Joe
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by bradmangas on Tue May 16, 2017 5:45 pm
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Center columns are not permanent. First thing I did when I purchased my Induro tripod 6 years ago was to replace the long center column with a short one. It will get down to about 6 inches off the ground. Induro tripods are a very good cost vs quality purchase. Maybe the best out there.
 

by sdaconsulting on Wed May 17, 2017 12:18 am
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Joe,

What I found is that when I photograph without a tripod I get about 10 times as many compositions as I do with a tripod. And usually some of those compositions are a lot more interesting than the ones I would have gotten.

But that's just what works for me.

I used a tripod religiously for years, but eventually started using it less and less until I got to the point where I only use it when my shutter speed is too low to get a sharp image.
Matthew Cromer
 

by OntPhoto on Wed May 17, 2017 5:56 pm
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sdaconsulting wrote:
Joe,

What I found is that when I photograph without a tripod I get about 10 times as many compositions as I do with a tripod. And usually some of those compositions are a lot more interesting than the ones I would have gotten.

But that's just what works for me.

I used a tripod religiously for years, but eventually started using it less and less until I got to the point where I only use it when my shutter speed is too low to get a sharp image.

That is usually when I bring along a tripod - for the longer exposures.  But tripods also serve other purposes like freeing your hands from having to hang onto a camera/lens.  For certain subjects where you have to wait for action in between longer breaks of nothing, it is so freeing/less tiring to have your camera/lens supported so you can move around.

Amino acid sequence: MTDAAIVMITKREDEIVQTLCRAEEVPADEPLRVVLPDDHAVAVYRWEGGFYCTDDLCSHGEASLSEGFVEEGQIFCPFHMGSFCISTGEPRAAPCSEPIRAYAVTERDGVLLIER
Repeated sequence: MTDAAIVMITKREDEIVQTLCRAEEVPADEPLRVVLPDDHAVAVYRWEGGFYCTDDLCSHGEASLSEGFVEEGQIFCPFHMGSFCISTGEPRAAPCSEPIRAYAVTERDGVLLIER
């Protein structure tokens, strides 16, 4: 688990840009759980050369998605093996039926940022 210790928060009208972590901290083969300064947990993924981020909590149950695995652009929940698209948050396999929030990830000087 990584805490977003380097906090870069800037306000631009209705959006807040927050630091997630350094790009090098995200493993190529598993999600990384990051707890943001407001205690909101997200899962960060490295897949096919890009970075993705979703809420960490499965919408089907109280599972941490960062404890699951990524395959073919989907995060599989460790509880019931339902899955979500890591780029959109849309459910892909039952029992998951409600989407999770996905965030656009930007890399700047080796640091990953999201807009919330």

by Andrew_5488 on Thu May 18, 2017 12:38 pm
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sdaconsulting wrote:
I have no idea how most of you put up with the slowness and cumbersomeness of carrying, positioning and using a tripod except for really long exposures :)

Because not all of us can handhold 800mm lens.
:lol:
 

by Andrew_5488 on Thu May 18, 2017 12:41 pm
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E.J. Peiker wrote:
Brandon Pittam wrote:
The 1325 is what I had, but good luck find that one used in great condition

Once you use a tripod without rotating legs, you will wonder how you put up with a 1325 as long as you did ;) :D


What do you mean?
What tripod do you use ?
 

by E.J. Peiker on Thu May 18, 2017 1:08 pm
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The older Gitzos allow their legs sections to be rotated making it hard to open just one leg or open the leg sections in random order.  The ones since about 2008 do not allow the legs to rotate so it doesn't matter what order you open the leg sections in and you can easily always open just one leg section without risking opening another.  I use about 6 different tripods including Gitzo 4, 3, and 2 models as well as an RRS 2 model and a MeFoto travel tripod.  I would never buy one where the legs can rotate.
 

by Tom Reichner on Thu May 25, 2017 10:17 am
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sdaconsulting wrote:
I have no idea how most of you put up with the slowness and cumbersomeness of carrying, positioning and using a tripod except for really long exposures :)




When wildlife photographers talk about using tripods, they are often talking about using them with large 500mm and 600mm and 800mm prime lenses.  For most of us, it is much easier to use a tripod than it is to handhold, when using these lenses.  

Just about everybody I know uses tripods for these big prime lenses, and handholds for everything else.  If you criticize tripod use, it makes me suspect that you aren't using the types of lenses that most of us associate with tripod use.